Ludmilla in a white gown lays sprawled against the base of her bed with her head pillowed by bedding draped across the seat of a chair. Her left hand still clutches the black veil that was her demise. Her prayer book remains open on its stand atop a desk to her left. The most striking feature of the work is the immediacy of the imagery. Although set in the Dark Ages no hint of the period survives. Max has transferred the location of the private oratory to what could be a well-appointed bedroom from his own time. The religious nature of the scene has been restrained. Ludmilla’s cross is barely visible through the transparent layers of her black veil. Max painted Christian themes and martyrs throughout his career but was not particularly religious. These subjects were executed more for their beauty and sublimity.[7] The French painter Paul Delaroche played an influential role on Max’s early works. In a comparison of their output Adolf Rosenberg, a contemporary art critic, succinctly stated “whilst in the famous painting of Delaroche’s young martyr (Young Martyr, 1855) one still sees a touch of religious feeling and devotion, despite its very modern sentiment, these are not traits that should be sought in the pictures of Gabriel Max’s martyrs. His martyrs are simply ‘interesting creatures’. The pale complexion, tangled black hair, rapturous eyes, fine limbs, frail body, everything is so touching and appeals so vividly to our feelings that there is no need for us to ask about the life and suffering of these poor creatures.”[8] Marble-like in her demise, the sculpted quality of the figure is notable as well as reflective of his uncle’s earlier work. The coloration is best described by Richard Muther in The History of Modern Painting, “these pictures…make him the forerunner of the most modern artists…They are in their delicate black, green and white simplicity of a nobleness of colouring which stands quite alone in the German painting of the century.”[9] J. Beavington Atkinson wrote of Max’s work in 1873 “A silvery moonlight takes the place of common day.”[10] Edouard Verdeil remarked in 1867 on The Martyrdom of St. Ludmilla when shown at the Exposition Universelle in Paris, “avec sont ton gris est d’un magnifique effect” (the grey tone is a beautiful effect).[11] Margaret Mary Richter insightfully commented on his marvelous handling of the whites stating “It clearly reflects all the time Max spent as a student in morgues and hospitals doing studies.”[12] Such subjects as Ludmilla must also be viewed as vehicles for Max’s investigation into the paranormal. A quest believed to have been initiated by his father’s untimely death, Max would spend his life trying to answer the age-old questions of where do we come from and where will we go.[13] Ludmilla portrayed just at the moment of passage from one world into the next proved the perfect catalyst for all his future endeavors.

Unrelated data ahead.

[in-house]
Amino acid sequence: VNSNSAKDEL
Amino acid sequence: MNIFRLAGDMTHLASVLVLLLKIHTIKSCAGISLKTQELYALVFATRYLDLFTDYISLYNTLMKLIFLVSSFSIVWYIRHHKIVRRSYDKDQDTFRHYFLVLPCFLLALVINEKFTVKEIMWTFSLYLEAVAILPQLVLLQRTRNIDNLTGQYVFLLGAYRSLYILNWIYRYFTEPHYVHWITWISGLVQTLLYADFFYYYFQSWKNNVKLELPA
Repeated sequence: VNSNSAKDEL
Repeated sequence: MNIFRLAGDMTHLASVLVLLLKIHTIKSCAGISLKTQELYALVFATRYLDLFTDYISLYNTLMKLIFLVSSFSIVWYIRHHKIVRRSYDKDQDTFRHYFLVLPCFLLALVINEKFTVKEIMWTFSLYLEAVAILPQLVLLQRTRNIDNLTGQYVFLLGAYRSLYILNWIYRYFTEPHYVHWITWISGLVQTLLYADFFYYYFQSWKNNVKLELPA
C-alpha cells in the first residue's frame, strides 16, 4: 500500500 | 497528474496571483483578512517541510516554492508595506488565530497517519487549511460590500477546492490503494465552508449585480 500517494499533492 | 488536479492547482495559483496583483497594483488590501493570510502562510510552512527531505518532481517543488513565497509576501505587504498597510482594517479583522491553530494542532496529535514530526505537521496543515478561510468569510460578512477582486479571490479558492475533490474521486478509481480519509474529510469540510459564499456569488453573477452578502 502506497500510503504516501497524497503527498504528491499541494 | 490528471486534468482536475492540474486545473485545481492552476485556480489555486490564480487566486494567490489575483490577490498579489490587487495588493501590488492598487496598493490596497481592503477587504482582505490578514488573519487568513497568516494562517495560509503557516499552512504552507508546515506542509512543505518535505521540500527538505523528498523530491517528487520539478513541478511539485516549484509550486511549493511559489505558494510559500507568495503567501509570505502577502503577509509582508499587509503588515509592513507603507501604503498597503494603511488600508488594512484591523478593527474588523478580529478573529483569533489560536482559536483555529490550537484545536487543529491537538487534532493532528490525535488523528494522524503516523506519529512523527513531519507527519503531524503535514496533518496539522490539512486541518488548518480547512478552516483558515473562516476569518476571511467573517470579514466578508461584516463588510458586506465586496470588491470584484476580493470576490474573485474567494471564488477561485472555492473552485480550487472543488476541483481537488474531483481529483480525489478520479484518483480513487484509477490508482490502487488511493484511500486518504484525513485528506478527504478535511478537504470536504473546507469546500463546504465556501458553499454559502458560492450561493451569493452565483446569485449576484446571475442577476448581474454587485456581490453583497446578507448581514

In 1865 Max sent The Martyrdom of St. Ludmilla[14] to exhibitions in Boston, Dresden and Prague. In 1867  he showed it at the Kunstverein in Munich and then sent it to the Exposition Universelle in Paris along with Märtyrerin am Kreuz (The Christian Martyr) now in the National Gallery, Prague. The Exposition Universelle was the greatest in size and scope of all international shows up until this time. The Martyrdom of St. Ludmilla was noted and singled out for praise by art critics reviewing the well over 1,500 paintings on view. Bathild Bouniol who preferred it to The Christian Martyr wrote, “La Sainte Ludmilla étranglée…Il me parait supérieure en tant qu’execution, d’une couleur plus vraie et tout agreable, d’un dessin elegant, charmant…. Je trouve singulierement gracieuse…”(It seems to me as superior in execution with pleasant, truer coloring, of a charmingly elegant design. I find it exceptionally graceful.)[15] Such reviews must have caused Emmanuel Bénézit to later record in his dictionary, “His real debut dates from 1865 with the Martyrdom of Saint Ludmilla.”[16] It is known that Max traveled to Paris to see the exhibition.